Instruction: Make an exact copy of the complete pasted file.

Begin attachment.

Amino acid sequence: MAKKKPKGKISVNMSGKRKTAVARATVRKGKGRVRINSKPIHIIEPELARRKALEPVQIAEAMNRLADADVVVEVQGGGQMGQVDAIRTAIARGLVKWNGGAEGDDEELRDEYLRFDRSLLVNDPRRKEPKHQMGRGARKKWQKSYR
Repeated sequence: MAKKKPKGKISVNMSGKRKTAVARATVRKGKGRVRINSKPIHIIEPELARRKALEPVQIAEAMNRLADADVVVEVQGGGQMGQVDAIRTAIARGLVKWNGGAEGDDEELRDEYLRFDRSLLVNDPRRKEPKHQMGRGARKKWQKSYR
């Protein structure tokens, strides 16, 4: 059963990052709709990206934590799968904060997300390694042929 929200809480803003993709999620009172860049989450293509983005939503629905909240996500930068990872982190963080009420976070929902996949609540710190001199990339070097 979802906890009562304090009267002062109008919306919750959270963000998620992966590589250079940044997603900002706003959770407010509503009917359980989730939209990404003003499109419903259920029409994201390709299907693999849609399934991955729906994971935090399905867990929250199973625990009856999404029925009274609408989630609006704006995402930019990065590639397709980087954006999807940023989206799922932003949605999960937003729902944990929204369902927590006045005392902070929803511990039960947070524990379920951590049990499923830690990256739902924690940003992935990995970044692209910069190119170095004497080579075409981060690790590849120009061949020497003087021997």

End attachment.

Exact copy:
Amino acid sequence: MAKKKPKGKISVNMSGKRKTAVARATVRKGKGRVRINSKPIHIIEPELARRKALEPVQIAEAMNRLADADVVVEVQGGGQMGQVDAIRTAIARGLVKWNGGAEGDDEELRDEYLRFDRSLLVNDPRRKEPKHQMGRGARKKWQKSYR
Repeated sequence: MAKKKPKGKISVNMSGKRKTAVARATVRKGKGRVRINSKPIHIIEPELARRKALEPVQIAEAMNRLADADVVVEVQGGGQMGQVDAIRTAIARGLVKWNGGAEGDDEELRDEYLRFDRSLLVNDPRRKEPKHQMGRGARKKWQKSYR
């Protein structure tokens, strides 16, 4: 059963990052709709990206934590799968904060997300390694042929 929200809480803003993709999620009172860049989450293509983005939503629905909240996500930068990872982190963080009420976070929902996949609540710190001199990339070097 979802906890009562304090009267002062109008919306919750959270963000998620992966590589250079940044997603900002706003959770407010509503009917359980989730939209990404003003499109419903259920029409994201390709299907693999849609399934991955729906994971935090399905867990929250199973625990009856999404029925009274609408989630609006704006995402930019990065590639397709980087954006999807940023989206799922932003949605999960937003729902944990929204369902927590006045005392902070929803511990039960947070524990379920951590049990499923830690990256739902924690940003992935990995970044692209910069190119170095004497080579075409981060690790590849120009061949020497003087021997």